Tuesday, July 04, 2006

Will's Big Shifts: Why are they important to the educational process

I just finished reading Will Richardson's book: "Blogs, Wikis, Podcasts and Other Powerful Web Tools for Classrooms." My goal in reading the book was to find a book that the teachers in our new Global Communications program could use as a reference when they are starting to build content for their classes and how to work collaboratively with the other teachers in the program and the students they will be teaching. The first part of the book was what I suspected, it had a lot of great information on content creation and how to use some of the ancillary tools of the 'Read/Write Web.' The strength of the book is in the last 15 pages. When Will perfectly describes 10 'Big Shifts' that will occur in education over the next few years and how the educational dynamic will change.

What are these 'Big Shifts' and how will they change the educational process?
  1. Open Content: Open content means that all of the resources on the Internet are availble to students. In the past, in depth access to resources was limited to having access to a library or other repository of information. Typically, students needed another individual to assist them in this search (Librarian). This is no longer the case.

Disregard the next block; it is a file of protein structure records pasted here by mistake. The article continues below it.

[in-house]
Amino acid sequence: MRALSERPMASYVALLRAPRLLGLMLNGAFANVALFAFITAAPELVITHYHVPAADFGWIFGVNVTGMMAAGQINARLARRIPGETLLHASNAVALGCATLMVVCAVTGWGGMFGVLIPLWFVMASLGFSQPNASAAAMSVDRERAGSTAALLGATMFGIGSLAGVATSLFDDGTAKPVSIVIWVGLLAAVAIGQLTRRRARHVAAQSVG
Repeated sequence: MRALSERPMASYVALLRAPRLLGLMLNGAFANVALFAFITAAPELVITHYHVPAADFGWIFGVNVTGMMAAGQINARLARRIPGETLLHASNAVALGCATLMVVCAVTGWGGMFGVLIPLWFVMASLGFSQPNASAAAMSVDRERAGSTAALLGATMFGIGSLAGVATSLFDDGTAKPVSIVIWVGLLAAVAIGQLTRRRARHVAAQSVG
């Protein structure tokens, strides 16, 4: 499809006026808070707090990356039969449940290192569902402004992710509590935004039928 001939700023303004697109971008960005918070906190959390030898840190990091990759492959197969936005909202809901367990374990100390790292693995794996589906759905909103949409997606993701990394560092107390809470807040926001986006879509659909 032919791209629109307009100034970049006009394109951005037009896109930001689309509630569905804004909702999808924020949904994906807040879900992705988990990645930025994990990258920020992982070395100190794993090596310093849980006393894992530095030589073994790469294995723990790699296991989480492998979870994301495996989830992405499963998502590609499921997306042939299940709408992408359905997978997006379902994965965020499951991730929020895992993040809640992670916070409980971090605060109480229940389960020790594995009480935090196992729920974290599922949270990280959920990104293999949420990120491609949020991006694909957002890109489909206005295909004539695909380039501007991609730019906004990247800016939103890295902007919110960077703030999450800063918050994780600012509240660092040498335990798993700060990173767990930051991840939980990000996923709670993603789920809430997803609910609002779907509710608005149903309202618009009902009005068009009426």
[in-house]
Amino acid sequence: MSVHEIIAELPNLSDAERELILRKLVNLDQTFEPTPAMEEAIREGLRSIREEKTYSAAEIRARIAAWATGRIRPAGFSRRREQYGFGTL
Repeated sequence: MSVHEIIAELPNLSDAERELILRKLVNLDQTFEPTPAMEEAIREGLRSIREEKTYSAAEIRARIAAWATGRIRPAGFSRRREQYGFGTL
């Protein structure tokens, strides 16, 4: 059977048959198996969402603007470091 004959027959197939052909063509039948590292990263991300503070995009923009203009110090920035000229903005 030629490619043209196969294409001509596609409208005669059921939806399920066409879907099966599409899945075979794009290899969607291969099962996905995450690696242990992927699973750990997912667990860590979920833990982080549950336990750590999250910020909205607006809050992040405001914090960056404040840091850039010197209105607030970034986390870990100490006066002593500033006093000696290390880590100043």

2. Many, many teachers, and 24/7 Learning: Students learn from many different sources, not just teachers. They learn by reading different authors or 'editors' on the Internet based on their own interests. As teachers we become facilitators of the available content, not the sole source of it.
  3. The Social, Collaborative Construction of Meaningful Knowledge: The Internet is a social system, it was designed that way when Tim Berners-Lee envisioned it, but it has taken the last 17 years for that vision to be truly realized. Look at the use of cell phones on campus and the number of 'myspace' accounts and you have enough proof that the Internet is a 'social system.' Our job is to bring the innate, social structure of the Internet into our classrooms and beyond, by teaching students to use the tools available to them in socially acceptable and ethical ways. Once this happens, students will use the tools to collaborate and innovate with their peers and beyond.
  4. Teaching Is Conversation, not Lecture: What are the strengths of study groups? To me the strength of study groups was the ability to have a conversation about the course content to assist me in constructing the content in my own way. Lecture constructs the content in one way, conversation allows each individual to construct the content in their own way.
  5. Know 'Where' Learning: For several years I have been telling my students that the most valuable commodity in our society is information. It isn't possessing information that is important, it is the ability to find and access that information and put it to use quickly and effectively that holds the most value in our society.
  6. Readers Are No Longer Just Readers: Students are quick to question their peers, but less willing to question something they read on the Internet. Part of what we should be teaching is the ability to constructively question the material they read from all sources and the skills to validate everything they read.